Chapter ten approaches Paul’s discussion of freedoms from a different perspective. To this point it has been about not flaunting legitimate freedoms. In this chapter, Paul speaks of extending freedoms to areas in which we are not free. Using the Jewish Exodus generation as an example, Paul showed they had experienced all of God’s blessings (freedoms), yet they wanted more (1 Corinthians 10:1-6). Paul wrote that we can look to them as examples, considering that the judgments God placed on them was because they went after evil desires, things they were not free to have or do.

1 Corinthians 10:7-10 lists four “nots” that Paul commanded the Corinthians: 1) “do not be idolaters”; 2) “let us not be immoral”; 3) “let us not put Christ to the test”; and 4) “do not complain.” The Israelites were judged for each of these things, and we are not free to engage in them either. In fact, it is when we think, in pride, that we are exercising our freedoms that we are most likely to fall (1 Corinthians 10:12-13). On the other hand, we should not be so fearful about situations that may be tempting, that we do nothing at all. God will help us through any temptation, whether those just listed or any others.

It seems that a particular situation they faced had to do with attending feasts to pagan gods rather than just purchasing meat in the market (1 Corinthians 10:14-22). The mature believers knew there was nothing wrong with the food and no such false gods, so they participated in these feasts and had a good meal. However, the weaker, immature believers considered this to make them “partners with demons.” Paul told them all to refrain from such feasts, because it was tantamount to the Israelites testing God in the wilderness, trying to participate with both demons and God, which must not be. Eating food sacrificed to an idol was one thing; joining in a feast celebrating these demonic gods was not a freedom they could exercise.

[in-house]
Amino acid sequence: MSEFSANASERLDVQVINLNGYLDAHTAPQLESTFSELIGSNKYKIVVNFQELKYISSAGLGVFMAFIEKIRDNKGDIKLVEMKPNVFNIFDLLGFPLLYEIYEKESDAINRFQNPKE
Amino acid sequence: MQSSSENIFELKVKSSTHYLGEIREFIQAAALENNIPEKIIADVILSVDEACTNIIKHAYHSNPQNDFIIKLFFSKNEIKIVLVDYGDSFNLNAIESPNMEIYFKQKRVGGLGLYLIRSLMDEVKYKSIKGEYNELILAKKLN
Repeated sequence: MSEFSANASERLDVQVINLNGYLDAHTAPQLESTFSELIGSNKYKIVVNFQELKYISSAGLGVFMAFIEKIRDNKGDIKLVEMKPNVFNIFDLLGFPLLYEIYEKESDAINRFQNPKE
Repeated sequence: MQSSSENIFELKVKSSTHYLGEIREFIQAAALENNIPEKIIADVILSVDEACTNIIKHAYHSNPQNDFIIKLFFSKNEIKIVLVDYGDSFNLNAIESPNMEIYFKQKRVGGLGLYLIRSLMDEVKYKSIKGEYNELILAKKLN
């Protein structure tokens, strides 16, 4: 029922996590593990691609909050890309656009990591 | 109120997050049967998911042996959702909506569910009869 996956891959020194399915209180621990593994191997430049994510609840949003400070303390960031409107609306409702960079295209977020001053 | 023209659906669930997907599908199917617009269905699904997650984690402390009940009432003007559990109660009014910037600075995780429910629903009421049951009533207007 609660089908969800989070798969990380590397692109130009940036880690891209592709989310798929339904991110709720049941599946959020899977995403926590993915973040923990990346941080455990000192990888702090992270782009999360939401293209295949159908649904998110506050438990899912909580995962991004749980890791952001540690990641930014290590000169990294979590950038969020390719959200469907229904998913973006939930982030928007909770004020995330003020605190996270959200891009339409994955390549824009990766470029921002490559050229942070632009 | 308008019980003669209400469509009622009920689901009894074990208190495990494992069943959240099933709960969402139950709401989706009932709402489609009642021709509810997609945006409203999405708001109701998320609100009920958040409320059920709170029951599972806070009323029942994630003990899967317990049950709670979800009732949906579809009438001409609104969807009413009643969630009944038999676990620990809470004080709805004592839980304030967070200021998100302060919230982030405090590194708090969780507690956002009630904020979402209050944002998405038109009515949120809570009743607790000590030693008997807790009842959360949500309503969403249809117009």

He concluded this chapter with a few final principles about our freedoms (1 Corinthians 10:23 – 11:1). First, not all freedoms are beneficial to ourselves or others, and the ultimate principle is still love. Second, enjoy everything with a clean conscience, because “the earth and its abundance are the Lord’s.” Third, enjoy a meal with a clean conscience, unless a weaker believer is present and clearly concerned about it. Fourth, in all things, work to glorify God and not intentionally offend anyone (Jews, Gentiles, or believers). Fifth, imitate Paul and Jesus who both lived for the spiritual benefit of those around them.

1 Corinthians 9

Chapter nine continues the teaching on Christian freedom, expanding out from the initial question about food dedicated to idols. In order to expound on that more, Paul demonstrated how he treated others. There should have been no question as to whether or not Paul was an apostle, which meant he should have full access to the freedoms we have in Christ (1 Corinthians 9:1-3).

When he was asked about how to live out his freedoms, he pointed to his ministry (1 Corinthians 9:4-12a). As an apostle, he had the right to have a wife and minister alongside her. As an apostle, he had the right to be financially supported by the people he had pointed to Christ and the churches he started. The other apostles did that, and he had those rights as well. In fact, it made no sense that his spiritual children should not take care of his financial needs, and he gave a series of illustrations to prove it.